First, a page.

In 2007, Piaggio sponsored a free-parking program in the Summer of 2007 but it didn’t repeat in 2008. Time will tell if they’ll explore it again this year. Other cities have begun to explore free parking city wide for two-wheeled vehichles. Not so, New York City. Until then? Good luck out there, and let us know your parking tips, and cherished spots.

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  • Stevo said:

    Man. I was thinking of buying a scooter to commute to midtown daily. Do you (or anyone) have any tips where to park?

    My work is in the East 50s by Park Avenue.

  • NYC Scootering said:

    The further East you can park the better. I think you’re going to be out of luck parking around “Park” or even Lexington but if you can stomach a couple of blocks walk as part of your commute, aim for somewhere around 1st or 2nd Avenue.

    Good luck, and let us now how you get on. Welcome to the site.

  • Steve Herman said:

    Hey there,

    You might want to add a blurb about the ‘obscured’ No Covered Vehicle’ law. I was hit with two $65 parking tickets for covering my vespa. As with most people, I have never heard of such a lame law but it does exist. Check out my webpage. http://www.slhgraphics.com/parkingViolation.html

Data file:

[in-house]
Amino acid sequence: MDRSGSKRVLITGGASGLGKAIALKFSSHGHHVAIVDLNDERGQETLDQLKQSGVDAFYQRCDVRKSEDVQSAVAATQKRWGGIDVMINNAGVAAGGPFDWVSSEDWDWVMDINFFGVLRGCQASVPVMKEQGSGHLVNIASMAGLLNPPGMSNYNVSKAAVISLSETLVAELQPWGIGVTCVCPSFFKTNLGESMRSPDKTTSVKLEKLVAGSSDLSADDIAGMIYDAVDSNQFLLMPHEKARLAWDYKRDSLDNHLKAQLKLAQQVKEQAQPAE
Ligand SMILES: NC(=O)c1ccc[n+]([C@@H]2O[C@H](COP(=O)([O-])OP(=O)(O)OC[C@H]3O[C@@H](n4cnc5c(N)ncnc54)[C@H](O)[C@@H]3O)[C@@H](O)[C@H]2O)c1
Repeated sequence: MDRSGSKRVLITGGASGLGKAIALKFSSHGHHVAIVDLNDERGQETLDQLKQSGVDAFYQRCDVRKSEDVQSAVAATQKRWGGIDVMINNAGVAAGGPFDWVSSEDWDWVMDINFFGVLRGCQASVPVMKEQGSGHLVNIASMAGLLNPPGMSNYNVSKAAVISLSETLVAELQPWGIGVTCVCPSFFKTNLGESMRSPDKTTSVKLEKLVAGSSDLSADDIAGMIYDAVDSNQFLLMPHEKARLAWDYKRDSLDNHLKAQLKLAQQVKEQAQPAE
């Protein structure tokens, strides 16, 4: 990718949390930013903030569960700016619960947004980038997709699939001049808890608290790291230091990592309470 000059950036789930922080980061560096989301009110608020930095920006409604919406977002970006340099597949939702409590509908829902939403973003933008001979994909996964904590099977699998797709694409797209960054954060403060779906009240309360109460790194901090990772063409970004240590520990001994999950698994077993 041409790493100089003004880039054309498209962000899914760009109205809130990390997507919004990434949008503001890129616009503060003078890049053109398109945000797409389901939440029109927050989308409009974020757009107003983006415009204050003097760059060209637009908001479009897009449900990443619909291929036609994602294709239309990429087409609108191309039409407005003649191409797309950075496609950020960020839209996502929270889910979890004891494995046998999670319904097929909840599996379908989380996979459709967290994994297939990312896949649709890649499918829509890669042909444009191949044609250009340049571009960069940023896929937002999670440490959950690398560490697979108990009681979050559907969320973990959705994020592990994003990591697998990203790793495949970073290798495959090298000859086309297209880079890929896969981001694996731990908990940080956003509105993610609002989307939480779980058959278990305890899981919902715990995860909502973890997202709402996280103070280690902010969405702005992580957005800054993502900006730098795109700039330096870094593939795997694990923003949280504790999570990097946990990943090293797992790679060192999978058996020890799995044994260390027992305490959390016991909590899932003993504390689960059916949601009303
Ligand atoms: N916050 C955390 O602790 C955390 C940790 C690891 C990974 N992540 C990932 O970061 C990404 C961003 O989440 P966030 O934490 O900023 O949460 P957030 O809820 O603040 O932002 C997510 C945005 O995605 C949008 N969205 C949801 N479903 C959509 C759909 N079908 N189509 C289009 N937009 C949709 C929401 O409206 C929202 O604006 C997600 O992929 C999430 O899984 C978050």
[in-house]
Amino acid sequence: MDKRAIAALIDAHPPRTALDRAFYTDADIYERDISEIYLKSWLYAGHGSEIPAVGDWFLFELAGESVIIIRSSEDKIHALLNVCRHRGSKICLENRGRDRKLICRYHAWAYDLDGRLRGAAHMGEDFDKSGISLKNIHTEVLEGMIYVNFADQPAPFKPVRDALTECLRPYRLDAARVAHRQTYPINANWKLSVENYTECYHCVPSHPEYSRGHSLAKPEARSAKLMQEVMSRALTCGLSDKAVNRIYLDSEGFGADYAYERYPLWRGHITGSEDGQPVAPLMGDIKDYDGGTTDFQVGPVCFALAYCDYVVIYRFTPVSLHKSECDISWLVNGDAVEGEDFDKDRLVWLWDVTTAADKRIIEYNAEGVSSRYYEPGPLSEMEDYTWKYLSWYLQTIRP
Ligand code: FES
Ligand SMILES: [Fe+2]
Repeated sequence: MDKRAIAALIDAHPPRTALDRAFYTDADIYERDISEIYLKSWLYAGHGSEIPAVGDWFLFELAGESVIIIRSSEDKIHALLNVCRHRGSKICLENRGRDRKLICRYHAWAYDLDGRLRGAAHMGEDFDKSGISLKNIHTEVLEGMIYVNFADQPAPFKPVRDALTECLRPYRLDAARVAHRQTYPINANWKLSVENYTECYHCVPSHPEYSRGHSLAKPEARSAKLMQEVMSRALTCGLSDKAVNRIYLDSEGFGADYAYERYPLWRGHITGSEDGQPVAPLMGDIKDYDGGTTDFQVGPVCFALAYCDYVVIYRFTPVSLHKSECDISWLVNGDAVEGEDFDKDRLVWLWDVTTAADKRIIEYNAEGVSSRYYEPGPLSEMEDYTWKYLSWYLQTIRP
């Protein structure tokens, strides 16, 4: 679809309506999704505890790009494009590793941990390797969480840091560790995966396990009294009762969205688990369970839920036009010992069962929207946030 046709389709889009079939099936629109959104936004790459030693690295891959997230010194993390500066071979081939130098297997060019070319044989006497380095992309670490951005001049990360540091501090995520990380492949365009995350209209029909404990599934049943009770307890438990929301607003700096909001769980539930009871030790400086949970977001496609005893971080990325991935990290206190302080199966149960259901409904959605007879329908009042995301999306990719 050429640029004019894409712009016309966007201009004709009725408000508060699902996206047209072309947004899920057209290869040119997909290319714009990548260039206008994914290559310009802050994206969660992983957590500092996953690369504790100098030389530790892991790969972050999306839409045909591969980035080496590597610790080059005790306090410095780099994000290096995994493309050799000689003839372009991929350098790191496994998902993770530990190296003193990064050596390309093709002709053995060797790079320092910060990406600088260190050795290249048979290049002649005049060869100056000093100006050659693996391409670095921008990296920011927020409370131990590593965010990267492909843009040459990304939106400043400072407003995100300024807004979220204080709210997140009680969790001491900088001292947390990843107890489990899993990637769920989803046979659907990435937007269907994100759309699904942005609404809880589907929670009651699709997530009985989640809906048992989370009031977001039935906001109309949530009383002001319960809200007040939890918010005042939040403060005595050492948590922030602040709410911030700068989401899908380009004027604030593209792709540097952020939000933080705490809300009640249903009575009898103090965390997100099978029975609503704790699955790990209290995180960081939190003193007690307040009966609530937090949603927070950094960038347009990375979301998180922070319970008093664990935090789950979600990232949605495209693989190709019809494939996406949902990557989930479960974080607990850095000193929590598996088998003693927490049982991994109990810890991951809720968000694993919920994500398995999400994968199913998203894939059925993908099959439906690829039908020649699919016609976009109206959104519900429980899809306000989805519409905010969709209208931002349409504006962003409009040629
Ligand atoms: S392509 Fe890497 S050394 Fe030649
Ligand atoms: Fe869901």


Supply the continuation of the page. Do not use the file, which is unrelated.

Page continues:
n addition to fighting the tickets, I have also contacted three senators about addressing the lame motorcycle situation in NYC. My web page is for that purpose.

    The link below is the only site that I could find that knew about this lame-ass law:

  • gregory said:

    Hi, I parked my covered ’64 VBB on the sidewalk and was ticketed for no plates since i am working on it, as it does not run yet. Also, a ticket for parking on a sidewalk. As stated above, scooters have to be on the sidewalk since the chain lock needs to be around a pole, lamppost etc… The officer wrote “Piaggio” on ticket as the make, but it is a Vespa. He did not write any other info about the scooter. No VIN #, nothing. Any suggestions?


  • Wang said:

    Why don’t you losers try obeying the law?

  • suseesue said:

    Wang – I guess the point is that the laws are not clear in NYC, or consistently implemented. What NY needs is dedicated motorcycle parking like San Francisco.

  • Laura said:

    This has been pretty educational, but I’m wondering where the best place to buy all the necessary locks is, also what the best anti-theft device is. Also, is it more time and cost effective to scooter rather than train/subway? And I’m not looking for a response from a ‘wang’.

  • NYC Scootering said:

    Most of the local dealers carry locks. Ideally you secure your bike to a fixed item like a post or steel fence, but much of the time this is not possible. We’ve reviewed the Grip-Lock and found it to help as a visual deterrent.

    Most riders agree that simply covering your scoot reduce the likelihood of anyone tampering with your bike, even if you’re just trying to avoid teenagers and drunks (or even teenage drunks) messing with the bike while you’re not around.